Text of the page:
RBI: Banks Must Report Breach Incidents Within 6 HoursSecurity Experts Discuss Challenges Involved in Meeting New Requirement
The Reserve Bank of India has mandated that all banks must report all unusual cyber incidents within two to six hours of discovery to enable issuing suitable cautionary advisories to other banks.
RBI also has urged banks to have a CISO with a clearly defined role and to expedite breach detection and response.
"The RBI's mandated that all unusual cyber-incidents must be reported within 2 to 6 hours," says S.S. Mundra, RBI's deputy governor, who's also chairman of the task force providing direction and guidance to banks on cybersecurity. "We observe that banks take much longer. Once reported, the results of root cause analysis and findings of forensic audit must be shared promptly. You'd appreciate that timely reporting of cyber incidents is very crucial to issue cautionary advisories to other banks."
RBI has also warned banks that any delay in reporting and flagging loan fraud could result in banks and bankers being charged with abetting the criminal offense.
Security experts, however, say it's difficult for banks to report or respond to incidents within RBI's suggested time frame because the institutions have a shortage of resources and staff with the necessary skills.
"Banks don't have the required infrastructure and controls to report cyber breaches: It requires sophisticated network security mechanisms to respond quickly," says Sriram Natarajan, former chief risk officer at Quattro, a business process outsourcing organization and consultant on retail banking. It's also difficult for most banks to even detect an incident, he says.
RBI has also created a specialized cell, C-SITE, within its supervision department to conduct detailed examinations of banks' cybersecurity preparedness, identify gaps and monitor progress of remedial measures.
RBI took the action as a result of the recent increase in high-profile cyber incidents and the theft of personal information, as well as attacks on ATMs and distributed denial-of-service attacks on various banks in this region, Mundra says.
"While the Bangladesh Bank incident, which rattled banks/central banks, forced us to look more closely at cybersecurity risks, the attempt to defraud another bank by abusing the SWIFT messaging system (which thankfully could be salvaged post-event without any apparent monetary loss), has prompted us to issue guidelines on reporting breach incidents," he says.
RBI hopes banks will be more vigilant in detecting against cyber incidents - whether ransomware attacks, ATM/debit card incidents or unauthorized access to bank servers.
Some experts believe many banks are reluctant to report data breaches primarily because they fear it may impact their business opportunities.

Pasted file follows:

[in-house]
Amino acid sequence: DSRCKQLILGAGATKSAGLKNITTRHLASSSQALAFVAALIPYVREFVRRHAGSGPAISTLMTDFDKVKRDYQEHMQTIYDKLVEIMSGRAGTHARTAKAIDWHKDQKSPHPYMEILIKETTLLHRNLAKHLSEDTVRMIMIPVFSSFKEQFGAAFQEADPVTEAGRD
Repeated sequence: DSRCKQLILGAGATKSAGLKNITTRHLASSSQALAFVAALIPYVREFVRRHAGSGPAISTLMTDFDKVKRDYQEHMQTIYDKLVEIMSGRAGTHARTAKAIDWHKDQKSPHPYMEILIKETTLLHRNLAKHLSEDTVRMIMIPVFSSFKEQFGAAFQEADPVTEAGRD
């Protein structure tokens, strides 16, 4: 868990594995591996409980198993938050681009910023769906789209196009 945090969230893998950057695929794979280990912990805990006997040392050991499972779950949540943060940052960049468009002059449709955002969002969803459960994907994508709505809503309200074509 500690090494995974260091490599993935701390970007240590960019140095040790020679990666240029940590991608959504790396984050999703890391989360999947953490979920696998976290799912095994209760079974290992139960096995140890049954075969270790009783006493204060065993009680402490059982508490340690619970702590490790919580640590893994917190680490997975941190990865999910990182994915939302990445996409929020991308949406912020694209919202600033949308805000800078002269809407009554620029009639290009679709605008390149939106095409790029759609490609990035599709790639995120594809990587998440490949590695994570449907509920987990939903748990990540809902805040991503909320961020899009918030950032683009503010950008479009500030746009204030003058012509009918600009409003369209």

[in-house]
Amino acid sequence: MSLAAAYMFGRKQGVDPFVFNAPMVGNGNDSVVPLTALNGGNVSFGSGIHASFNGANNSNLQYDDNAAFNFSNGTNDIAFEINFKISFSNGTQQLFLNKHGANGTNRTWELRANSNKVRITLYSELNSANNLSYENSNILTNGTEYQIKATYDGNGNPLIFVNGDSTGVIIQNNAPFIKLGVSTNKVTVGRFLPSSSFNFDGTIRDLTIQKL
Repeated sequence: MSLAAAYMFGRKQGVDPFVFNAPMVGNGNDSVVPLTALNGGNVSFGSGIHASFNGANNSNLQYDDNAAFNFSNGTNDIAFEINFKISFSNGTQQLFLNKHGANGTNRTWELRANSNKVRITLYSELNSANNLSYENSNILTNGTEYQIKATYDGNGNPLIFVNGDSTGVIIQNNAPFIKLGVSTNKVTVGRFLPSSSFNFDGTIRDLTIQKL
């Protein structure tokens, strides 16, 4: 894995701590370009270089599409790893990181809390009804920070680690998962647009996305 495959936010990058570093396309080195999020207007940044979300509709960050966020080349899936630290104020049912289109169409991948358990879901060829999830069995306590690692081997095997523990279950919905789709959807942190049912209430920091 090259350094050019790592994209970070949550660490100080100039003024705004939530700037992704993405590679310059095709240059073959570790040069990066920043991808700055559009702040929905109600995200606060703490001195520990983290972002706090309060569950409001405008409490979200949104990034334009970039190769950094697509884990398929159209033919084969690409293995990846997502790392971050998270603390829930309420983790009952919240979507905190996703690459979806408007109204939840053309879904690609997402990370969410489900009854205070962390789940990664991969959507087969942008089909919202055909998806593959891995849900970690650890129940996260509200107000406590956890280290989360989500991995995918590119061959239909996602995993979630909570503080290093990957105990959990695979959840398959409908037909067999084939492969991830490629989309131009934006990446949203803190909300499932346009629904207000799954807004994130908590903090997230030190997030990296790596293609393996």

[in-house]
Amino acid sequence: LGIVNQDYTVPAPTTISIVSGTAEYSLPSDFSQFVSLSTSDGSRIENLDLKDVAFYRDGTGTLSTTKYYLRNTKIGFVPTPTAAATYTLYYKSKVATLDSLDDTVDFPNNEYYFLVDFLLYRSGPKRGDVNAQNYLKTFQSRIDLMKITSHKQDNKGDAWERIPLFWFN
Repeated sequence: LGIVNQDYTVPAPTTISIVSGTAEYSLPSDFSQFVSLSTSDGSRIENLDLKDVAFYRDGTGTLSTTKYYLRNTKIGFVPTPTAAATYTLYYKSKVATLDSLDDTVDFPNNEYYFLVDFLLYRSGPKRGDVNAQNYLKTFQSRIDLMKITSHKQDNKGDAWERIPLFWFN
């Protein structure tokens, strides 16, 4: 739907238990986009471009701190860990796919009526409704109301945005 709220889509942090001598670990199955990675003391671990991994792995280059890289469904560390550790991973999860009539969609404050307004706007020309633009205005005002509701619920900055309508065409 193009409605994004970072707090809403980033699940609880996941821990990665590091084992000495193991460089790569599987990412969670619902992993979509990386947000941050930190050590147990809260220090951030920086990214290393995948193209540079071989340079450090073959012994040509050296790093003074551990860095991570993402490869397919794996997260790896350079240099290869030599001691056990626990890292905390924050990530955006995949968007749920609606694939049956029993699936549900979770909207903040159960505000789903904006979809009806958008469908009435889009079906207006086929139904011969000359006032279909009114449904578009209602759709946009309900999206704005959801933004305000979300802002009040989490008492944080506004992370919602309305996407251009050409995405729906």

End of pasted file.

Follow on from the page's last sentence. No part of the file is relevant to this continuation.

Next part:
Ashok K. Agarwal, head of IT audit at DCB Bank, says banks fear breach reports will hurt their reputations. But he acknowledges that many banks are unable to detect breaches early due to lack of properly trained staff. "The key reason is that banks manage cybersecurity in bits and pieces, not as a holistic strategy," Agarwal says.
Mundra says that cyber incidents result from failure of internal controls, non-adherence to key cybersecurity guidelines and reliance on disparate systems. Banks "must establish a mitigation plan to identify fraud risk, event reporting, control, allocation and mitigation framework," he says.
The CISO's Evolving Role
The RBI also has said that appointing CISOs is a must and clearly defining their role is crucial. "They must be sufficiently senior in hierarchy, understand technology well, appreciate security aspects of all technologies adopted by the bank ... responsive and sufficiently enabled to stall launch of unsecure products, whenever necessary," he says.
DCB's Agarwal says that CISOs must develop expertise in risk management to enable mapping business risks and create a risk mitigation plan.
Institute for Development and Research on Banking Technology director, Dr. A.S. Ramasastri says current efforts are insufficient to tackle the new threats; hence, the CISO office must be empowered to find new ways to handle them.
"One way is to take a risk-based approach by understanding and mapping organization risks and working out a cyber defense strategy to mitigate these and improve reporting capabilities," Sastri says.
Additionally, CISOs must have more autonomy to protect information assets and provide information assurance without being treated as a subset of IT, he says.
Natarajan says Indian banks must follow international norms, including those from the International Organization of Securities Commissions, the Financial Crimes Enforcement Network and the Financial Action Task Force.
Ramasastri believes banks need to establish a security governance structure with the right ownership, which can provide assurance to the organization on handling data breaches.
RBI is also requiring banks to establish a mechanism to respond to breaches.
Mundra says there should not be any delay by bankers in red flagging an exposure or cyber incident. "Banks and bankers could be charged for abetting the offense and fail to make adequate effort to detect/report fraud," he says.
Natarajan says establishing a breach response mechanism is a complex task. "I'd recommend banks to deploy stringent security built-in controls along with blockchain distributed ledger technology to prevent future threats," he says.
"Bringing in a culture of eternal vigilance, strong internal control and compliance is most critical for effective fraud management and breach prevention," Mundra says.
RBI says monitoring is paramount for incidence response. Steps to take, RBI says include: checking whether a port opened for a specific purpose was closed in time, carefully analyzing logs, monitoring how incidents are responded to and checking whether the security operations center is integrated with inputs from various systems.